mean was really 70 t/d (the specific alternative hypothesis) instead
of 50 t/d (the null hypothesis) if the true standard deviation is
(s =) 40 t/d. The test is to be performed
at a Type I error probability of (a=) 0.05
and we wish 80% power for the test (i.e. Type II error probability
of b=0.20). [Hint: page 221]
 For comparison purposes, redo the test in step 2 using the Sign
Test. How do the results compare?

For
students in toxicology and health science fields. 
 A tobacco company advertises that the average nicotine content of
its cigarettes is at most 14 milligrams. You have been charged with
determining whether the company's claim is valid. If the average nicotine
is greater than 14.75 milligrams the company could be in trouble with
government oversight agencies. You decide to test 20 cigarettes selected
at random, one per day over 20 days of production. At the analysis
step, you will be testing a null hypothesis that the average is 14
mg against an alternative that nicotine content is greater than 14
mg. Assuming the true standard deviation in nicotine content is roughly
(s=) .8 mg, and the test were being done
at a Type I error rate of (a=) 0.05, what
would the power be for significant differences of +.2, +.4
and +.75 mg (D) greater than the expected
14 mg.
 You decide to run the experiment on 25 cigarettes, with the results
produced in the following table. With these data, test the null hypothesis
that nicotine content is 14 mg against the alternative that the average
is greater than 14 mg. (Note: The data table below can be directly
cut and pasted into a spreadsheet or stat package  i.e. no html codes
are imbedded.)
Cigarette Nicotine
1 13.96
2 15.33
3 15.01
4 14.46
5 14.71
6 15.35
7 16.03
8 15.22
9 14.35
10 15.56
11 15.87
12 14.82
13 13.82
14 14.19
15 13.84
16 14.33
17 13.79
18 15.32
19 12.50
20 14.17
21 14.07
22 14.58
23 13.28
24 16.60
25 13.37
 You are concerned by the number of cigarettes with nicotine levels
over 14.5 and think that the true production mean might really be
14.5 mg. You want to do more sampling to get more definitive results.
How many more cigarettes would you need to determine that the true
population mean was really 14.5 mg (the specific alternative hypothesis)
instead of 14 mg (the null hypothesis) if the true standard deviation
is (s =) .90 mg. The test is to be performed
at a Type I error probability of (a=) 0.05
and we wish 90% power for the test (i.e. Type II error probability
of b=0.10). [Hint: page 221]
 For comparison purposes, redo the test in step 2 using the Sign
Test. How do the results compare?

For
students in community development, education and social services fields.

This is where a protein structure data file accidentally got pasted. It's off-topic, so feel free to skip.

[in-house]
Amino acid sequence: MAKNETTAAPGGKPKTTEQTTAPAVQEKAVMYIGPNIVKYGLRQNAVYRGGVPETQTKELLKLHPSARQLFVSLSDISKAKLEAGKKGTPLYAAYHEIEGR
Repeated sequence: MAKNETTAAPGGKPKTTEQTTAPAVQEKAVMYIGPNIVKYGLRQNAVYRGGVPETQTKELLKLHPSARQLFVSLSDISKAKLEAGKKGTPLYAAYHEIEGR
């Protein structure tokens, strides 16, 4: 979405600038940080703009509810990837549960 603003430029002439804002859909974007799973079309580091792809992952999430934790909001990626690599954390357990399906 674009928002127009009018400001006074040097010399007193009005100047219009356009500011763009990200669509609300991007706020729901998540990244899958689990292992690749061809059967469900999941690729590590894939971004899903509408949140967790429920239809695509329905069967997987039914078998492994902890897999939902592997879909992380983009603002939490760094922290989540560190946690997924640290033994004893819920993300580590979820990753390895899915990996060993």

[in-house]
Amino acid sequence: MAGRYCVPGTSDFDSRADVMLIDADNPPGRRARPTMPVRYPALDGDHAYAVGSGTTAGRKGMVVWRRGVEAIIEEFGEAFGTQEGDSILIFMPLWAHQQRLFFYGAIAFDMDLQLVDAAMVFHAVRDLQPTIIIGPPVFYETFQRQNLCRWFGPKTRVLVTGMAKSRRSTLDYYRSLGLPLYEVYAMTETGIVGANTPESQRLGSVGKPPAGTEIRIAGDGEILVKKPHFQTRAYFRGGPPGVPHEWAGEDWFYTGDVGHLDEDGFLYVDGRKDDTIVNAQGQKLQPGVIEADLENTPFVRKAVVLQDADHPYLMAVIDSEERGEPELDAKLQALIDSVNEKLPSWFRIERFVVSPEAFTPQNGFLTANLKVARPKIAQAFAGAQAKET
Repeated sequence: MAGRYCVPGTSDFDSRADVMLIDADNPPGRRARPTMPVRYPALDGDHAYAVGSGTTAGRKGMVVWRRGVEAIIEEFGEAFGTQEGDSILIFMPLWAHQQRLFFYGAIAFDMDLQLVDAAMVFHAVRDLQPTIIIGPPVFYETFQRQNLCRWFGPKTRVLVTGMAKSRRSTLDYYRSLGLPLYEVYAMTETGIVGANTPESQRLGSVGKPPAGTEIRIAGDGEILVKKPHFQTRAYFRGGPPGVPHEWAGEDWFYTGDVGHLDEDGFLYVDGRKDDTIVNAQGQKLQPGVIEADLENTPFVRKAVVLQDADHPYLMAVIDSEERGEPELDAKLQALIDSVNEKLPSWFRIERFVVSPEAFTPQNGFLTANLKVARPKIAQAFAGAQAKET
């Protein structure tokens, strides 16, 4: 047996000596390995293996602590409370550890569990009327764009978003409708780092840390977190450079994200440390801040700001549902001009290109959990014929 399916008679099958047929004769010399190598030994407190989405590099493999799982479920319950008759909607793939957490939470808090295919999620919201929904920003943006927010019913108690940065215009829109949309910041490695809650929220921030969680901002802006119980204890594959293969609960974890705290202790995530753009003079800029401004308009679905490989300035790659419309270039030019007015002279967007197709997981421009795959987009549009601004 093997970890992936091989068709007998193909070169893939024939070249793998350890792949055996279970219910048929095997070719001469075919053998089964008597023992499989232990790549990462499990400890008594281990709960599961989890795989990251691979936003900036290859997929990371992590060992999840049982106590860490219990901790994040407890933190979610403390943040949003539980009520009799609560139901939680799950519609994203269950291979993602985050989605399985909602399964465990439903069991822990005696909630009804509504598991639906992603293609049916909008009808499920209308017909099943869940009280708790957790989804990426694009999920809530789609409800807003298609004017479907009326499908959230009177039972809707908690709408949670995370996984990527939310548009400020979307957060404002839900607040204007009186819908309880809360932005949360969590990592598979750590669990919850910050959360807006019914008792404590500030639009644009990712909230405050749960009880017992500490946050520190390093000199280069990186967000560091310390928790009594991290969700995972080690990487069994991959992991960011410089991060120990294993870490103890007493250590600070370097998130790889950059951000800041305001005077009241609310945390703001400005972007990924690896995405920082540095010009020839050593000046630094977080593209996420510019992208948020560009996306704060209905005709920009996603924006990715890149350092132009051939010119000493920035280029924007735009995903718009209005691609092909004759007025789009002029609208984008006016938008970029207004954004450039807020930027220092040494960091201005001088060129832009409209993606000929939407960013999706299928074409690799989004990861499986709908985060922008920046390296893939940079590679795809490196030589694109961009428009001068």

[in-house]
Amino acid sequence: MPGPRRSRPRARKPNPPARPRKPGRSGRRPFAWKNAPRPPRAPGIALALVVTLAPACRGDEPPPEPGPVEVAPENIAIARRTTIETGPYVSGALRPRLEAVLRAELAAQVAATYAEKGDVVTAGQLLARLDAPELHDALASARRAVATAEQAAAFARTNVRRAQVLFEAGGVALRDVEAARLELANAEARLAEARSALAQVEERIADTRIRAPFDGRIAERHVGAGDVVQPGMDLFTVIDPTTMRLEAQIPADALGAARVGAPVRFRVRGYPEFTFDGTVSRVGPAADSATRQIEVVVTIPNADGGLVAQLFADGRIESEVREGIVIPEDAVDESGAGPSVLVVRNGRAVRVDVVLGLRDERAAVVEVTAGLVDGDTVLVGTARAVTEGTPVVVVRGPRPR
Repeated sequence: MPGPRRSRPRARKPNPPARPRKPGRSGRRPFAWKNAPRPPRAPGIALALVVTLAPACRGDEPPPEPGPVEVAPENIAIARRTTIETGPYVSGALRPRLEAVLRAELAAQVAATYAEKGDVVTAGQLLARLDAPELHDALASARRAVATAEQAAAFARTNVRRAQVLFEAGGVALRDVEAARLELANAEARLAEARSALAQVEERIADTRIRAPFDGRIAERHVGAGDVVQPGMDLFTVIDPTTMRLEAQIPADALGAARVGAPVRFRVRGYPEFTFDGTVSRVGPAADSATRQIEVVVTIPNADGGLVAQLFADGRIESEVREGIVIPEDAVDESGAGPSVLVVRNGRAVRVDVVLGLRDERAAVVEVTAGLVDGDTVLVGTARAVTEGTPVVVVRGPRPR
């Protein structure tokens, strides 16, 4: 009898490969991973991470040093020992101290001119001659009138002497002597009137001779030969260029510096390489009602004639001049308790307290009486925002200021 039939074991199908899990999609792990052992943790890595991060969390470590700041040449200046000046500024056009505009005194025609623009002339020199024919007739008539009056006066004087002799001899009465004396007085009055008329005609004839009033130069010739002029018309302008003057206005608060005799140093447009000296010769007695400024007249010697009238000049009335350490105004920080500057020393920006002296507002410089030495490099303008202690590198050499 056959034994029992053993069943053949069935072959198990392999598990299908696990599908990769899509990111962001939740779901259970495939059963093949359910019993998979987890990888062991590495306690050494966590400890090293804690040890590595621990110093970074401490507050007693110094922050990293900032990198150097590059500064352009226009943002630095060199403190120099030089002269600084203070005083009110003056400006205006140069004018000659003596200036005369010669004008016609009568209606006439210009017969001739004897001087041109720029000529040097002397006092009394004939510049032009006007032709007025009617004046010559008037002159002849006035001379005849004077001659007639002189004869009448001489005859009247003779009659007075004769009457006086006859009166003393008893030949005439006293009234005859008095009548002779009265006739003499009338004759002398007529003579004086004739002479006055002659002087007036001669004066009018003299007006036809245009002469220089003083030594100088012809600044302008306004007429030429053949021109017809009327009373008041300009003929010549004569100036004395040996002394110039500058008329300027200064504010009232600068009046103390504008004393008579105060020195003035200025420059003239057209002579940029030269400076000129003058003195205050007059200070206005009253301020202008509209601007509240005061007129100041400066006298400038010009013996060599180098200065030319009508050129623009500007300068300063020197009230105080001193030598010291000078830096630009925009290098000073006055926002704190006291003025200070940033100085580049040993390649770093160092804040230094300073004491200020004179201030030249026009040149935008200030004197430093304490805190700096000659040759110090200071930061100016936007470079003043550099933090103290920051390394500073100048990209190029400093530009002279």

The University is concerned that married graduate students may be
spending a large proportion of their graduate stipends on health care
costs. When figuring out the total amount of stipends to offer, University
officials factor in about $500 per year for health care expenses.
You have been charged with determining, using a sample survey, if
this number is a good estimate for average health care costs. If the
average cost greater than $500, the University might increase stipends
appropriately. As a first step, you decide to question 40 married
male graduate students in the College of Agriculture, selected at
random from the spring enrollment list. At the analysis step, you
will be testing a null hypothesis that the average health care cost
is $500 against an alternative that costs are greater than $500. Assuming
the true standard deviation in costs is roughly (s=)
$150, and the test is being done at a Type I error rate of (a=)
0.05, what would the power be for significant differences of
+$50, +$75 and +$100 mg (D) greater than
the expected $500.
 You decide to run the study with 40 students, with the results produced
in the following table. With these data, test the null hypothesis
that average costs is $500 against the alternative that the average
is greater than $500. (Note: The data table below can be directly
cut and pasted into a spreadsheet or stat package  i.e. no html codes
are imbedded.)
Person Expenditure
1 417
2 788
3 605
4 475
5 577
6 496
7 585
8 512
9 482
10 569
11 505
12 516
13 408
14 696
15 575
16 702
17 596
18 627
19 444
20 500
21 534
22 181
23 338
24 604
25 519
26 606
27 482
28 551
29 550
30 494
31 356
32 551
33 426
34 541
35 511
36 758
37 328
38 438
39 520
40 480
 These data seem to indicate that true health care costs might be
closer to $550 than to $500. You want to do more sampling to get more
definitive results. How many more students would you need to determine
that the true population mean was really $550 (the specific alternative
hypothesis) instead of $500 (the null hypothesis) if the true standard
deviation is (s =) $110. The test is to
be performed at a Type I error probability of (a=)
0.05 and we wish 90% power for the test (i.e. Type II error probability
of b=0.10). [Hint: page 221]
 For comparison purposes, redo the test in step 2 using the Sign
Test. How do the results compare